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Old 12-01-2011, 01:56 AM   #11
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Quote:
Originally Posted by Shaggyt
be prepared to let it age to drive down the bitterness from the roasted malts and hops...you can add lactose to backsweeten it at kegging or bottling to counter the dryness for a dry bitter stout can be difficult to drink...should have plenty of abv punch to it!
How many IBUs and what percentage of roasted malts in your recipe? I'm curious to compare it to mine so I can decide if we've created a dry monster. Thanks. (And apologies to the OP if I have hijacked your thread.)
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Old 12-01-2011, 02:09 AM   #12
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Ya Focker. Ok go ahead and hijack, I'm finished brewing today anyway! Incidentally I am not worried - 148 will work fine - I was mostly looking for brewers who have actually brewed a 6-7% stout with such a low mash temp. This is my 20th gallon this week so I'll be able to age it quite a while before running out - which was part of the point at brewing this particular beer.

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Old 01-03-2012, 04:18 PM   #13
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Update on this FWIW: the stout is great. Recipe below:

10 lbs MO
2 lbs flaked barley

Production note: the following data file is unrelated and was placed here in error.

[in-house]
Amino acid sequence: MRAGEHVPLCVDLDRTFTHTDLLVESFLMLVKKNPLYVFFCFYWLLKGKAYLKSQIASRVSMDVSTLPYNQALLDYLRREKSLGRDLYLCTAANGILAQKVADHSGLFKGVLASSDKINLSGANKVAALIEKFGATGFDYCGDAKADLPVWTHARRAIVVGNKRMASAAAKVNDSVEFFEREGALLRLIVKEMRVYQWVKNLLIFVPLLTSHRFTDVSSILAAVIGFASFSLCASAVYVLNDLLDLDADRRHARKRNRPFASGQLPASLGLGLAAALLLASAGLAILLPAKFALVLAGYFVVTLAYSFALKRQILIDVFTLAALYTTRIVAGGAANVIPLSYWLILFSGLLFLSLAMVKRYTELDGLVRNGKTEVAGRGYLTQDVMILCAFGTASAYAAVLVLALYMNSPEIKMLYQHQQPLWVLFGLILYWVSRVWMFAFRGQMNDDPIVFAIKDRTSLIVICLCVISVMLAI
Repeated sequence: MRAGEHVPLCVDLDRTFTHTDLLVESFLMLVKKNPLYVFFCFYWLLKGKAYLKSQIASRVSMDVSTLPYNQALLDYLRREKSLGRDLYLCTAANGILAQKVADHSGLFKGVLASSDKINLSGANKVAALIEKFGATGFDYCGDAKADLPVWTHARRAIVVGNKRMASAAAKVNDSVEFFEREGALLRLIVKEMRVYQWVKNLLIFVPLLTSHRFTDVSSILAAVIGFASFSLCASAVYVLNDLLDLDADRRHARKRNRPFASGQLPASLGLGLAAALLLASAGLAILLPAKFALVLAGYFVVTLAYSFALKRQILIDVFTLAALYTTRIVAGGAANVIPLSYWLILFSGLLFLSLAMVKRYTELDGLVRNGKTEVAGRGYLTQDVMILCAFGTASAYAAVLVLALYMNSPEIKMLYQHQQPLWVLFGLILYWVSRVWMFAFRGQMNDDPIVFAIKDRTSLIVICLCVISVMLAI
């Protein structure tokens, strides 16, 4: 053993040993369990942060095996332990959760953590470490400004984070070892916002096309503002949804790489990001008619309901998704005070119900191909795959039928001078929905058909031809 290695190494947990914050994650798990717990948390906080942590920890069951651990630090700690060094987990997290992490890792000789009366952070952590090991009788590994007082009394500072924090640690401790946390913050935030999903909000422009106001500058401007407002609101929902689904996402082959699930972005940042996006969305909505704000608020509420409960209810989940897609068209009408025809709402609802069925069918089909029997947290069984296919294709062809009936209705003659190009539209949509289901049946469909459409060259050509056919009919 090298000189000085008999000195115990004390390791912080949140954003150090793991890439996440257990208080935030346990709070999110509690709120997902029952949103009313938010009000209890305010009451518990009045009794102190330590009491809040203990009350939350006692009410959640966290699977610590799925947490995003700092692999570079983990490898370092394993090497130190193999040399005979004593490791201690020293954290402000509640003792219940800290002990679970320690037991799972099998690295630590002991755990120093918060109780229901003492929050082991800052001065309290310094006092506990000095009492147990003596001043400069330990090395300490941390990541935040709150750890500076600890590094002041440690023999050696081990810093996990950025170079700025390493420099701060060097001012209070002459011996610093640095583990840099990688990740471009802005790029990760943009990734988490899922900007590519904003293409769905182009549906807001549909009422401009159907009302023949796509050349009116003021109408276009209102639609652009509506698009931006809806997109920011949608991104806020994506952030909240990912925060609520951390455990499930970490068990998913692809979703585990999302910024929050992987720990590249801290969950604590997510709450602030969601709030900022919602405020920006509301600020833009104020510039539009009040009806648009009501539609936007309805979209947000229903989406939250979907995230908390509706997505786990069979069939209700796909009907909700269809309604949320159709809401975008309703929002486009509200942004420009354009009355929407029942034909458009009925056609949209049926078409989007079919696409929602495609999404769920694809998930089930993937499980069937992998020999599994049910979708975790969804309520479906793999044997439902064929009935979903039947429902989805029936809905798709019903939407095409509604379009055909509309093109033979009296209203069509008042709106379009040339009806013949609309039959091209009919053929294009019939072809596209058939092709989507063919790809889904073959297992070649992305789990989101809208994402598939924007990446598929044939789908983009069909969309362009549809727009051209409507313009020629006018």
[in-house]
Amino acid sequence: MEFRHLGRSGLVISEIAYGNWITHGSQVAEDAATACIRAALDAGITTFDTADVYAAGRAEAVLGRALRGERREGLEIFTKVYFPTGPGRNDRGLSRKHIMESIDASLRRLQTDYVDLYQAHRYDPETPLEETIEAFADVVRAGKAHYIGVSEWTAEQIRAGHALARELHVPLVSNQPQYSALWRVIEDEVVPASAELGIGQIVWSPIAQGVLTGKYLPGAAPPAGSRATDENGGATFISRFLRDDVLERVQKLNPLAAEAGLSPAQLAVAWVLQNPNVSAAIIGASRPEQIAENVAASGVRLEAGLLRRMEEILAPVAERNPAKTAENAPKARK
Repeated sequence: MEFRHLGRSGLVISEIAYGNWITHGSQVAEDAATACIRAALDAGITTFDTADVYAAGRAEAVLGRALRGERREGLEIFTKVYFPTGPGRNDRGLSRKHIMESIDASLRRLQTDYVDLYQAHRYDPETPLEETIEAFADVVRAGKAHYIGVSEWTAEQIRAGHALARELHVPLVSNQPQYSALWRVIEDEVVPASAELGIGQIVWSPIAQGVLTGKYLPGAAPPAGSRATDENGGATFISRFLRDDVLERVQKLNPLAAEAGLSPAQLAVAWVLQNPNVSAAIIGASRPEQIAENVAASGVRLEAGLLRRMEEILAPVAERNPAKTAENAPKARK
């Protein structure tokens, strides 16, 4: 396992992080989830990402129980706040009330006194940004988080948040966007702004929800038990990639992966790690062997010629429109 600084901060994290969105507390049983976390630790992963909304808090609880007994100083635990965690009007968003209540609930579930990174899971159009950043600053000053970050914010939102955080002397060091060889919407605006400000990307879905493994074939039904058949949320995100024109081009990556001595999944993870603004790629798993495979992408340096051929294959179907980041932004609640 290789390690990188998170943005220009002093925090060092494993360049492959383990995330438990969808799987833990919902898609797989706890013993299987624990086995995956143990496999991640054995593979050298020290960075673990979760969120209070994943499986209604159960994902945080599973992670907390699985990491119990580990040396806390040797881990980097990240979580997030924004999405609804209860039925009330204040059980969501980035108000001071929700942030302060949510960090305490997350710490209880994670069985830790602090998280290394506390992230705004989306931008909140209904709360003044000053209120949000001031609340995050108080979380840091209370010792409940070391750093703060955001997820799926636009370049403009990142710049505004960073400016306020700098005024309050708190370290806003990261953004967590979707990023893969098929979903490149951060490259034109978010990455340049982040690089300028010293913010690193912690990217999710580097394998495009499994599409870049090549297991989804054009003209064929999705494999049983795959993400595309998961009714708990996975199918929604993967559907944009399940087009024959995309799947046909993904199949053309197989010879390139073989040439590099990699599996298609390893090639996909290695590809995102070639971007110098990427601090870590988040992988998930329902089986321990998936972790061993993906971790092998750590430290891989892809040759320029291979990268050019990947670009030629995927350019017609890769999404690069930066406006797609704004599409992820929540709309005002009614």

1 lb black roasted barley
1/2 lb oat malt
1 oz Warrior @ 60 mins for 65 IBUs
1/2 oz Chinook at flame out

Mashed 148 for 120 mins

US-05 fermented 4 weeks @ 64 F, cooled to 36 for 3 days before kegging. I think I'll do this again, same mash temp. This is good now and I am sure will mellow out very well.

OG 1.063, FG 1.009 (!) 7% ABV

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Old 01-03-2012, 06:16 PM   #14
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I know that you posted the original thread back in November, but I thought this video might be useful to you. Bobby M does an awesome job of explaining the process of saccharification, and how both alpha and beta amylase enzymes are more effective at different temperatures. It's good information to absorb, and emphasizes the importance of mashing at specific temperatures to obtain a specific beer profile, or allow more or less fermentable sugars to give a higher/lower final gravity. If you know all this, just ignore the video I just think it's a great visual way to understand what is explained in so many books:

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Old 11-28-2012, 10:13 AM   #15
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Great video explanation!

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Old 11-28-2012, 09:23 PM   #16
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Thanks! Several stouts later I am mashing at 148 as a mater of course. Turns out its just the ticket for the dryness I was looking for in a big black beer. My most recent is maybe the best beer I've ever tasted!

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Old 02-26-2013, 03:01 PM   #17
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Quote:
Originally Posted by stevedasleeve View Post
Thanks! Several stouts later I am mashing at 148 as a mater of course. Turns out its just the ticket for the dryness I was looking for in a big black beer. My most recent is maybe the best beer I've ever tasted!
Thanks for the follow up. Going for a lower mash temp on a stout next time brewing.
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